John's Journal...

Alabama's Gulf Coast Fishing with ProKat Boats and Phil Mosley

Speed is What You Need

Click to enlargeEditor’s Note: The second week of May, 2007, I fished the Alabama Gulf Coast for snapper, grouper and amberjack on a ProKat catamaran. Today, Orange Beach, Gulf Shores and Dauphin Island along the Alabama Gulf Coast produce some of the finest saltwater fishing in the nation. As proof of that, 23-year-old Brian Bailey, Jr. of Mobile, Alabama, caught what appears to be a new line-class world-record red snapper on April 21, 2007, the opening day of red snapper season in Alabama and the beginning of the Orange Beach Red Snapper World Championship (RSWC). But more importantly, it was Bailey's birthday. All the stars must have been aligned, causing some cosmic phenomenon that allowed Bailey to set a new red snapper line-class world record on his birthday.

“My birthday has been on the opening day of red snapper season for as long as I can remember,” Brian Bailey, Jr. recalls. Bailey was fishing with his dad, Brian Bailey, Sr., onClick to enlarge the charter boat “Kwazar” out of Dauphin Island, using a dead northern mackerel for bait. The 31.2-pound red snapper took the bait, stripping Bailey's reel line. Even at 23 years old, Bailey’s an experienced red-snapper fisherman. He knew he had a big snapper stretching his line and pretzeling his rod, but the 50-pound-test Berkley Big Game line held the hook secure in the snapper's jaw until Bailey got the big fish into the boat. “I’d already broken off several other snapper and grouper that were too big to get into the boat, so I tried to get this fish off the bottom and move it to the surface as fast as possible,” Bailey says. With all the paper work submitted, Alabama's marine biologists believe the IGFA (International Game and Fish Association) will certify Bailey's red snapper as a new 50-pound-test line-class world record. Bailey's fish will beat the previous 50-pound-test line-class record red snapper caught from Dry Tortugas that weighed 29.12 pounds.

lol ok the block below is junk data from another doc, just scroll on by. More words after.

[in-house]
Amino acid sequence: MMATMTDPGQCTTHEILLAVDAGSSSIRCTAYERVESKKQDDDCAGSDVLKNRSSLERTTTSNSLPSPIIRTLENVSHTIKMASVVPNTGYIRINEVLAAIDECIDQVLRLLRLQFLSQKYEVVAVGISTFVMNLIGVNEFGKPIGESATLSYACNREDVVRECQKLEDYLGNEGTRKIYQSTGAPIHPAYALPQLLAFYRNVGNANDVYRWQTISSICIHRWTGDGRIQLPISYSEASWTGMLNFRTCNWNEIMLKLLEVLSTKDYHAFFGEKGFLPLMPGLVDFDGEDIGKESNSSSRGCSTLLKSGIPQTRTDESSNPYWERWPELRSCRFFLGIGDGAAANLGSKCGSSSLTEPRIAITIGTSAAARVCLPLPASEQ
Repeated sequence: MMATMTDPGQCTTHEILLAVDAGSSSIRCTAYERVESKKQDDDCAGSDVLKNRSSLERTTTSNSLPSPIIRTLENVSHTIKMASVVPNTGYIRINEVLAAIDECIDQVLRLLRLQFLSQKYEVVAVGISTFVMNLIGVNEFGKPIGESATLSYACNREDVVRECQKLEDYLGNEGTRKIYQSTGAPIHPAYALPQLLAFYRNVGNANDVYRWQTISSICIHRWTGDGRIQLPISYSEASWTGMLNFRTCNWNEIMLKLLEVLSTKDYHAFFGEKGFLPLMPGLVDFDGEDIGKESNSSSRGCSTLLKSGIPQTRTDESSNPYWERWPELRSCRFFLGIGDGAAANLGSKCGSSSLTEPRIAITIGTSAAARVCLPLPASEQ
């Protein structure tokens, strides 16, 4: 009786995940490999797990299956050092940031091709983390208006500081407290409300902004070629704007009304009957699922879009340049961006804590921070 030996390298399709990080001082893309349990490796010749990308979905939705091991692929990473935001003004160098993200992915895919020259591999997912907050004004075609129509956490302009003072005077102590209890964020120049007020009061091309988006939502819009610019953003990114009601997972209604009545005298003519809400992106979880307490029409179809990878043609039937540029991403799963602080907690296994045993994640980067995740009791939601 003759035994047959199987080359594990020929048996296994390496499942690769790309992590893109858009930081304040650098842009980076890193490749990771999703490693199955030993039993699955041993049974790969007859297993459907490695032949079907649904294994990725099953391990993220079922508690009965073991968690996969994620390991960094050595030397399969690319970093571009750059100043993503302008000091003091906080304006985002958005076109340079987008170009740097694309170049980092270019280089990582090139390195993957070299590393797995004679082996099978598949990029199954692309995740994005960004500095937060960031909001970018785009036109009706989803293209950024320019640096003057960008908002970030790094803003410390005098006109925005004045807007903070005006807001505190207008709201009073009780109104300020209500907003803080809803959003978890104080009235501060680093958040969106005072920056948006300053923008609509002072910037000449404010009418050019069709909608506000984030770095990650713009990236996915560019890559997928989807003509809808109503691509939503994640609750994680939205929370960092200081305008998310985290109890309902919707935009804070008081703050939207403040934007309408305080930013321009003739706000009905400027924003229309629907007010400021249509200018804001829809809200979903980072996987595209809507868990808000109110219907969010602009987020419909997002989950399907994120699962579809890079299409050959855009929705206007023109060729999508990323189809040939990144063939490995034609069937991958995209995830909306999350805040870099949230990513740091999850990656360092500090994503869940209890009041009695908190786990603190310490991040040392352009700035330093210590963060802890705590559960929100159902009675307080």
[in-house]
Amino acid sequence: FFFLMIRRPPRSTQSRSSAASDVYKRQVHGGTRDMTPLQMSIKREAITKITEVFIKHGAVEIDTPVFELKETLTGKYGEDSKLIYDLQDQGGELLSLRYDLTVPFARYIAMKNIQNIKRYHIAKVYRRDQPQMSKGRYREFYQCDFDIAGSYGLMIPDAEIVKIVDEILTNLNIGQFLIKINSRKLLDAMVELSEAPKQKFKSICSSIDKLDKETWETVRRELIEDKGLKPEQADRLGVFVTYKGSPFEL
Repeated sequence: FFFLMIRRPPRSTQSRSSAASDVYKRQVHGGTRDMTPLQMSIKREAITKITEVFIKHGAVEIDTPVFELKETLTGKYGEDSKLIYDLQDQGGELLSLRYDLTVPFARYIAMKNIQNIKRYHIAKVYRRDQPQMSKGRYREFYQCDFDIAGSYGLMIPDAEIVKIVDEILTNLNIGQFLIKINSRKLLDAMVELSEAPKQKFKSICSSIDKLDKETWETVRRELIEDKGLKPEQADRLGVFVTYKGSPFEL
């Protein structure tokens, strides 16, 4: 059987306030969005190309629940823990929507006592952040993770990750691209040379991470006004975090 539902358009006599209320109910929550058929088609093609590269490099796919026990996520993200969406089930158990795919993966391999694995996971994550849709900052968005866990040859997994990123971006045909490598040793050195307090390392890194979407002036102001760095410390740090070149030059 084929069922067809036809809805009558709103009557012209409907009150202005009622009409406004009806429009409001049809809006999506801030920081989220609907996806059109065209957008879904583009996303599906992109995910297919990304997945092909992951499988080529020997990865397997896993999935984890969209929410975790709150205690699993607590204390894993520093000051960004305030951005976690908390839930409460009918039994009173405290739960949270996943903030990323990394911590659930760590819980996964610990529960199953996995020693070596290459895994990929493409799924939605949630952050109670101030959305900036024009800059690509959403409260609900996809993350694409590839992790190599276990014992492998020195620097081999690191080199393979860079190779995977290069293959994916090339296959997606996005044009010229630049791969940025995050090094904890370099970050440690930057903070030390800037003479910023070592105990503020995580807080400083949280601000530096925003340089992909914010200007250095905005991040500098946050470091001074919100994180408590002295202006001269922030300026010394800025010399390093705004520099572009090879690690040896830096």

But the story doesn't end here. Bailey's red snapper placed 4th in the 2007 RSWC, earniClick to enlargeng him $6,000. On the same day that Brian Bailey, Jr. made his world-record catch, his father caught a red snapper that weighed 30.8 pounds, placing him 5th in the RSWC and earning him $4,000. “We went out snapper fishing two weeks after the beginning of the tournament and Dad caught another red snapper that would have made the leader board,” Bailey emphasizes. “However, it wasn't bigger than his fifth-place fish. Because you only can enter one red snapper in the tournament, we didn't enter the 2nd big fish that Dad caught. Since the opening of red-snapper season, we’ve consistently caught 20-pound-plus red snappers off Alabama's Gulf Coast.” Thousands of artificial reefs built on the bottom by federal, state and local officials have created one of the finest red-snapper fishing artificial-reef programs in the nation.

“Having one of the smallest coastlines on the Gulf of Mexico, the state of Alabama lands between 35 and 45 percent of all red snapper caught in the Gulf,” Vernon Minton, chief of Alabama's Marine Resources Division (AMRD), comments. “One of the benefits of the RSWC is that each year, a portion of the $5 entry fee charged to enter the RSWC goes to the AMRD to build and deploy new reefs. Since the beginning of the RSWC, the state of Alabama has built more than 400-new reefs. Our artificial reefs are not only attracting red snaClick to enlargepper, but all reef species like vermilion snapper, amberjack, triggerfish and a good number of the pelagic fish like king mackerel, cobia and other fishes.” The location for these reefs and other public reefs can be found at

From research performed by Auburn University, the University of South Alabama and the AMRD, scientists have learned that artificial reefs attract and hold fish, and in the case of the red snapper, “We’ve found that the snapper are spawning and breeding and are fairly fraternal to the reefs within 1 mile of where they spawned,” Minton explains. Right now, fishing in the Gulf of Mexico couldn't be better for a wide variety of species, including marlin, wahoo and dolphin. Every day, charter boats and private boats pull into the marinas at Orange Beach, Fort Morgan and Dauphin Island with big catches of sport fish. With plenty of motels and some of the finest restaurants found anywhere in the country, Alabama's Gulf Coast has become a fishing destination for anglers all over the nation.

For the latest information on the 2007 Red Snapper World Championship along Alabama's Gulf Coast, go to

To learn more about Alabama’s Gulf Coast Convention and Visitors bureau, go to, or call, 800-745-SAND.

Tomorrow: What is Fishability?

Check back each day this week for more about "Alabama's Gulf Coast Fishing with ProKat Boats and Phil Mosley"

Day 1: Amberjack, Red Snapper, Grouper and Catamarans
Day 2: The Advantages of Catamaran Fishing in Salt Water
Day 3: Famous Kat Owners
Day 4: Speed is What You Need
Day 5: What is Fishability?



Entry 406, Day 4